Alternatively, a US led air campaign does not have to be contained to 3-4 sites as they are able to hit more than 1,500 aim points, many of them simultaneously. Their weapons arsenal is more capable, especially against deep-buried underground targets, including stand-off, the 28,000-pound bunker busters, 5,000-pound and 2,000 bunker penetrators that could effectively strike underground protected targets and stealthy air-launched cruise missiles such as the JASSM. Strike weapons could be deployed by tactical airpower like the F/A-18E/F and F-15E or strategic stealth bombers such as the B-2, which can simultaneously attack 80 different targets. Planning flight routes for US airpower is more direct, and encounters less opposition among regional countries, particularly with strategic bombers and aircraft carrier based naval air power.

Any military action against Iran would most probably, unite the Iranian people behind their regime, even if this is not too popular, due to Iran's economic and social decline. Moreover, Iran's ability to retaliate must be taken seriously. This comprises three primary components: missile attacks, rocket attacks from Iranian sponsored Hezbollah and attacks on Israeli interests overseas.

The Iranians could retaliate by launching Shahab-3 ballistic missiles. These weapons could hit large population centers in Israel but the missiles could also target Israel's nuclear facilities. The second option was demonstrated in 2006, as Hezbollah fired its medium rocket arsenal targeting major Israeli cities. A massive rocket offensive can cause severe problems to Israel's rear, which is still improperly protected, until the new counter-rocket and C-Ram defenses become available.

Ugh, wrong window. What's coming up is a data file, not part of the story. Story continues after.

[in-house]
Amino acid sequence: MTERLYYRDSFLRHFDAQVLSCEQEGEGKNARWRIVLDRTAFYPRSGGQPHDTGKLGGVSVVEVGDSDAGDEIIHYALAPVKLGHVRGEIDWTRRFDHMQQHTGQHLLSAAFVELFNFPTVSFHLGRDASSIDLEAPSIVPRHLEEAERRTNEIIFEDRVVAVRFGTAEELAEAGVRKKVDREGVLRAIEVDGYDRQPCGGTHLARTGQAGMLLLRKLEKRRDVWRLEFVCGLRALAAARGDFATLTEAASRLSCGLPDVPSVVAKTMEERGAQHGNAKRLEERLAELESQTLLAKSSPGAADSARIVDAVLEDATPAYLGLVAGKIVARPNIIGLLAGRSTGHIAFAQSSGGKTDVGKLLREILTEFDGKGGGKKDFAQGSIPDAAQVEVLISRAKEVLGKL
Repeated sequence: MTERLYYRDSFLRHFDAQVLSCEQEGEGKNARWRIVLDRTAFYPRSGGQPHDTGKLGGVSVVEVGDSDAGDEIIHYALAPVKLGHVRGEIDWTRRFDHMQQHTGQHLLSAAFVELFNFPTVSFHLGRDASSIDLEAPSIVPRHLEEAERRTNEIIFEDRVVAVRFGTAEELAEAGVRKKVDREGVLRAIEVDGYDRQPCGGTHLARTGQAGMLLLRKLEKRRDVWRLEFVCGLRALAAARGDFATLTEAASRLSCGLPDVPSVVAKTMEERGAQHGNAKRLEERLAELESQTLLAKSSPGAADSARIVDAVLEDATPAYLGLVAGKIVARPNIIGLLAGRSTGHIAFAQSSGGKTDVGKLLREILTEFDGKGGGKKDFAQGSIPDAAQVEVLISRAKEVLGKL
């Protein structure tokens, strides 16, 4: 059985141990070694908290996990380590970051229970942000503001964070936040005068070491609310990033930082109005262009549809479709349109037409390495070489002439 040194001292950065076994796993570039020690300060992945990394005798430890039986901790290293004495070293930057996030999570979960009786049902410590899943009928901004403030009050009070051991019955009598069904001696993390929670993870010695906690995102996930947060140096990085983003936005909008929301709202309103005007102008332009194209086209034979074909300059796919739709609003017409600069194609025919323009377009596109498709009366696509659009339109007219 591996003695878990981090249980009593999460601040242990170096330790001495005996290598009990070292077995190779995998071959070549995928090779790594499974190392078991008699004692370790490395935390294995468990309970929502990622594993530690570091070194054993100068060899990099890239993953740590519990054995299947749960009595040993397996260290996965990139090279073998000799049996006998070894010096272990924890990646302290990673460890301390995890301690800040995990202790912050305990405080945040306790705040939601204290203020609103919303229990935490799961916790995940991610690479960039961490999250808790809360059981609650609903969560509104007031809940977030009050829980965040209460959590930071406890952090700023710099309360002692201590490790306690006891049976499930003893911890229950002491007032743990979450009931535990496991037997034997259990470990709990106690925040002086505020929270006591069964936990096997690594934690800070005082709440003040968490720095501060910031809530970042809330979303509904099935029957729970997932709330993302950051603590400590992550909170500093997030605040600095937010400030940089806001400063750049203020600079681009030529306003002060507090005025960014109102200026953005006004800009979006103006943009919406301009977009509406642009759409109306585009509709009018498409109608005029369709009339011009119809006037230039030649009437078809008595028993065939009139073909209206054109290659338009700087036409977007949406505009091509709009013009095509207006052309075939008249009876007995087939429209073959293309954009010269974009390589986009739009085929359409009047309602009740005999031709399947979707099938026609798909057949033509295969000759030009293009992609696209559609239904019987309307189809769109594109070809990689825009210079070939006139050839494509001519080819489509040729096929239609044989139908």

It seems inevitable, that the Tehran Ayathollah's must be stopped, one way or another, before the world enters into total disarray and uncontrollable chaos, threatened by a nuclear tipped Islamic fundamentalist rogue nation. Time is critical, but Israel must not be left alone to face the consequences looming on the threshold of the free world.

Endnote

This analysis does not intend to assess detailed data for a potential air strike on Iran's nuclear infrastructure. Top-secret analyses from intelligence agencies normally reply to such a question, whether positive or negative-depending on their origin. However talented outsiders, using open sources, can also try their hand in this delicate assessment speculation game. Two professionally qualified scholars, Whitney Raas and Austin Long have studied this problem at the Massachusetts Institute of Technology and published their impressive analysis, titled Ozirak Redux? Assessing Israeli Capabilities to Destroy Iranian Nuclear Facilities", in the journal International Security April 2006.